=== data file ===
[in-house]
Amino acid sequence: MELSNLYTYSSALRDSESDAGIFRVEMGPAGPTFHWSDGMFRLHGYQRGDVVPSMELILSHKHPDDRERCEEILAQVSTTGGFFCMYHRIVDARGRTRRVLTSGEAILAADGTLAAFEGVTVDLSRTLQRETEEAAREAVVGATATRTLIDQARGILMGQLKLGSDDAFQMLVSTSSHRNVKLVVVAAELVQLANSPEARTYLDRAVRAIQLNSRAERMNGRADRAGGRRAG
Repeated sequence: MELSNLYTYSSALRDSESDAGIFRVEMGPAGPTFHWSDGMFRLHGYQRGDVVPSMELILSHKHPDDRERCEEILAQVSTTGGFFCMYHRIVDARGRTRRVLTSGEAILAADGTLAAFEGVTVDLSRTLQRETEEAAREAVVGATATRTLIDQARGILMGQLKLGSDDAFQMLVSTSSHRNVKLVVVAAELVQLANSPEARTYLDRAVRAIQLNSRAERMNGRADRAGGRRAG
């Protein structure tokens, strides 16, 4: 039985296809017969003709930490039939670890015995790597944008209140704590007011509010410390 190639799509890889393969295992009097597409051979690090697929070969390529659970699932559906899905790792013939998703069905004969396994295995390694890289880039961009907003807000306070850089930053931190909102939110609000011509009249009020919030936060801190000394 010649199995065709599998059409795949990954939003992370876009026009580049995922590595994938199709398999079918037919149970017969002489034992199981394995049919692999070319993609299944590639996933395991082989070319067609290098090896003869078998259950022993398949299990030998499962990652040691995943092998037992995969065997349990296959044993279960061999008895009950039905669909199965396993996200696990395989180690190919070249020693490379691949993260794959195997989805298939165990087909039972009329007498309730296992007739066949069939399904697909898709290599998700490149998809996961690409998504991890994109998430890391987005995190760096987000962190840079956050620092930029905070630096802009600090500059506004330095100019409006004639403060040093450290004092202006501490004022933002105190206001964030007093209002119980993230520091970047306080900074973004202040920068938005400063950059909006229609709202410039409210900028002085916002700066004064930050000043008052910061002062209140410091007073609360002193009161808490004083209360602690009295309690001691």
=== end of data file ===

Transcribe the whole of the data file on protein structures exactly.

[in-house]
Amino acid sequence: MELSNLYTYSSALRDSESDAGIFRVEMGPAGPTFHWSDGMFRLHGYQRGDVVPSMELILSHKHPDDRERCEEILAQVSTTGGFFCMYHRIVDARGRTRRVLTSGEAILAADGTLAAFEGVTVDLSRTLQRETEEAAREAVVGATATRTLIDQARGILMGQLKLGSDDAFQMLVSTSSHRNVKLVVVAAELVQLANSPEARTYLDRAVRAIQLNSRAERMNGRADRAGGRRAG
Repeated sequence: MELSNLYTYSSALRDSESDAGIFRVEMGPAGPTFHWSDGMFRLHGYQRGDVVPSMELILSHKHPDDRERCEEILAQVSTTGGFFCMYHRIVDARGRTRRVLTSGEAILAADGTLAAFEGVTVDLSRTLQRETEEAAREAVVGATATRTLIDQARGILMGQLKLGSDDAFQMLVSTSSHRNVKLVVVAAELVQLANSPEARTYLDRAVRAIQLNSRAERMNGRADRAGGRRAG
């Protein structure tokens, strides 16, 4: 039985296809017969003709930490039939670890015995790597944008209140704590007011509010410390 190639799509890889393969295992009097597409051979690090697929070969390529659970699932559906899905790792013939998703069905004969396994295995390694890289880039961009907003807000306070850089930053931190909102939110609000011509009249009020919030936060801190000394 010649199995065709599998059409795949990954939003992370876009026009580049995922590595994938199709398999079918037919149970017969002489034992199981394995049919692999070319993609299944590639996933395991082989070319067609290098090896003869078998259950022993398949299990030998499962990652040691995943092998037992995969065997349990296959044993279960061999008895009950039905669909199965396993996200696990395989180690190919070249020693490379691949993260794959195997989805298939165990087909039972009329007498309730296992007739066949069939399904697909898709290599998700490149998809996961690409998504991890994109998430890391987005995190760096987000962190840079956050620092930029905070630096802009600090500059506004330095100019409006004639403060040093450290004092202006501490004022933002105190206001964030007093209002119980993230520091970047306080900074973004202040920068938005400063950059909006229609709202410039409210900028002085916002700066004064930050000043008052910061002062209140410091007073609360002193009161808490004083209360602690009295309690001691």